DIR: Benny Safdie, Josh Safdie • WRI: Ronald Bronstein, Josh Safdie • PRO: Sebastian Bear-McClard, Oscar Boyson, Terry Dougas, Paris Kasidokostas • DOP: Sean Price Williams • DES: Sam Lisenco. Ed: Ronald Bronstein, Benny Safdie • MUS: Oneothrix Point Never • CAST: Robert Pattinson, Benny Safdie, Jennifer Jason Leigh, Barkhad Abdi, Buddy Duress, Erik Paykert
Connie (Pattinson) coaxes his intellectually disabled brother Nick (Safdie- also the film’s co-director) into helping him rob a bank. Things don’t go to plan during the getaway when the innocent and manipulated Nick gets arrested, while Connie gets away. With the money from the robbery marked and unusable, the film follows Connie over the course of one night, as he wanders around New York trying to raise enough money to get Nick out on bail, without himself getting caught in the process.
While this pulsating film may not seem to offer much originality in terms of its basic outline, it is rich in raw characterization and dynamic style. The reliably excellent Pattinson essays the conniving, manipulative, complex Connie, who’s loyalty to his brother Nick is unquestionable, even if his ideas are often ill-advised. Connie views his own expedience and the way in which he uses those around him as street-smart wiliness, necessary for survival in a cruel world.
As the film opens up we see Connie interrupting Nick’s therapy session. He pulls Nick out of it and convinces him of his plan for them to rob a bank and flee to Virginia. What we see of the preceding therapy session itself gives tantalising hints as to the upbringing of the two brothers. Nick obliquely refers to abuse at the hands of his grandmother, who we only ever see in a later TV news interview where she denounces both Nick and Connie. Equally interesting is Connie’s illogical and ignorant disgust at the idea of his brother undergoing therapy. ‘Is that who you think you are?’ he asks him, dismayed at the idea of his loved one needing to turn to anyone else but him for help.
Beyond that, Connie crosses paths with an array of other fully-formed and utterly believable characters, all in varying degrees of desperation- Jennifer Jason Leigh’s hopelessly naïve Corey who will seemingly do anything to try and please Connie, Barkhad Abdi’s deeply unfortunate security guard and Duress’ rough, ragged, tortured Ray, who ends up playing a big role in Connie’s attempts to free his brother.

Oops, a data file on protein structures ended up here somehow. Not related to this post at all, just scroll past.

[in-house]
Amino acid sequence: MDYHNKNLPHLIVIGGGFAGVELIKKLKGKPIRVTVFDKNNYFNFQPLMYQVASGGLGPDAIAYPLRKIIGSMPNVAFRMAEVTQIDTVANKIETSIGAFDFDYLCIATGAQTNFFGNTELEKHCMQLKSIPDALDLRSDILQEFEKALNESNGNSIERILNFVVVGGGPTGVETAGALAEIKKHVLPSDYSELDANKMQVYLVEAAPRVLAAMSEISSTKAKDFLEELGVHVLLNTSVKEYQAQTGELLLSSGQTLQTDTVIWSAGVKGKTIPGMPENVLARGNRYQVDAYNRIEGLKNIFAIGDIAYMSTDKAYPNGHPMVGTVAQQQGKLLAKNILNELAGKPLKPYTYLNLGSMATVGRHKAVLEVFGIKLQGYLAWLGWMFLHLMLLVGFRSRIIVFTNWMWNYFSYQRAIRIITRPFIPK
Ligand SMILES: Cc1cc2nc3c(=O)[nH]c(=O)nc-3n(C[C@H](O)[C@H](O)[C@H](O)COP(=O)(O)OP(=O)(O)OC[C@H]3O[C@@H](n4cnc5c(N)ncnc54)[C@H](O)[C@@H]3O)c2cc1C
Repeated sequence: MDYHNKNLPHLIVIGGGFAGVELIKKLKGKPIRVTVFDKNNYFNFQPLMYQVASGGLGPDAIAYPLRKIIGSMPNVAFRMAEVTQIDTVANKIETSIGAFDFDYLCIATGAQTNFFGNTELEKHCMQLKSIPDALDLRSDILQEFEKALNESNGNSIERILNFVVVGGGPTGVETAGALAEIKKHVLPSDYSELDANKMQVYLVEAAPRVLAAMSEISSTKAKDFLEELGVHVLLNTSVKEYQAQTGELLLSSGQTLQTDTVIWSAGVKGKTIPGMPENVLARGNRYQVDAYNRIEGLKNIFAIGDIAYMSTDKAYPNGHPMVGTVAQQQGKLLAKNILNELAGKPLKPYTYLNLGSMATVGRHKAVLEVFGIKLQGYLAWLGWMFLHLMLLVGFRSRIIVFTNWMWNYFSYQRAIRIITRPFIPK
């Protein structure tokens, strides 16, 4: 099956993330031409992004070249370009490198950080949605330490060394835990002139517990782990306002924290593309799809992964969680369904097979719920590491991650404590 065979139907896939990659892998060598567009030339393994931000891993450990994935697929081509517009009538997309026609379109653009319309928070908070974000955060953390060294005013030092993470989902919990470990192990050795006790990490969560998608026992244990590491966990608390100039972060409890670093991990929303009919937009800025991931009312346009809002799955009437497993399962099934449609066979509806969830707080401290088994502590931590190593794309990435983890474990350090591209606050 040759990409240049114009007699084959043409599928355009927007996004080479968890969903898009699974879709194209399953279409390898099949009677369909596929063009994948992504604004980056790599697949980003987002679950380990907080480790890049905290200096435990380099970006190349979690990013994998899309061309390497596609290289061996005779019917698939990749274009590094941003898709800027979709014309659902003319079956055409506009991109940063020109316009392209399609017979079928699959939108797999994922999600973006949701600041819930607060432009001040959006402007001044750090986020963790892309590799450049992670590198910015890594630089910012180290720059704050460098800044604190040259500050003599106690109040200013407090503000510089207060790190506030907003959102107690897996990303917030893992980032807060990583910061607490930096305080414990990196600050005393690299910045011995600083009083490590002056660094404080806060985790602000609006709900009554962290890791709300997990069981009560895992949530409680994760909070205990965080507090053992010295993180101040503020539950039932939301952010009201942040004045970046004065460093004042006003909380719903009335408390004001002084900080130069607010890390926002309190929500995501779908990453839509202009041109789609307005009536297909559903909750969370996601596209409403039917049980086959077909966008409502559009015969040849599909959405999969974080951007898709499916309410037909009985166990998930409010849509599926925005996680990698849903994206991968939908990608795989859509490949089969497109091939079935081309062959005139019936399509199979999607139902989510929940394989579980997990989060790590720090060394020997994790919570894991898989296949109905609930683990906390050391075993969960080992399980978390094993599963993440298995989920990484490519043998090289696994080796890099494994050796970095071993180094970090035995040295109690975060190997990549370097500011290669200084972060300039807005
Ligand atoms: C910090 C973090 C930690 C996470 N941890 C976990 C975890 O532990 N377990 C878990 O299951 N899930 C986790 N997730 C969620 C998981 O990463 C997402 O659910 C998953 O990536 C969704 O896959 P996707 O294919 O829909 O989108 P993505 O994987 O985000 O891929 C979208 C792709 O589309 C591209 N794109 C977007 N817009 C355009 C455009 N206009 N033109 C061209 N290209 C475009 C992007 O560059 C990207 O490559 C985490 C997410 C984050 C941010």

Stylistically the film adds freshness and vitality to what could have been a more traditionally realist piece. Sean Price Williams’ constantly roving camera finds the perfect balance between gritty vérité and trippy absurdity. The truly transformative aspect of the film formally, however, is Oneothrix Point Never’s supreme, pounding score.
As well as being utterly gripping and extremely well drawn, the film also manages to find a lot of humour in Connie’s plight. The manner in which Connie knocks across Ray is genuinely hilarious and the increasing absurdity and surrealism of the night’s events sometimes call to mind Scorsese’s After Hours. Amidst the dark humour, however, the tragic reality of these characters’ circumstances and choices and the consequences of these, remain constantly palatable.
The film’s assuredness of tone, pace and form illustrate clearly the deftness of the direction from Benny and Josh Safdie and mark them out as singular talents. The richness of the characters and their situations is testament to Josh Safdie and Roland Bronstein’s lean, intelligent script. Pattinson anchors everything with a remarkably charismatic and nuanced turn in an excellent ensemble. Hearing the score on cinema-speakers is probably worth the price of admission alone. This is a thrillingly cinematic and powerfully compassionate piece of work.
15A (See IFCO for details)
Good Time is released 17th November 2017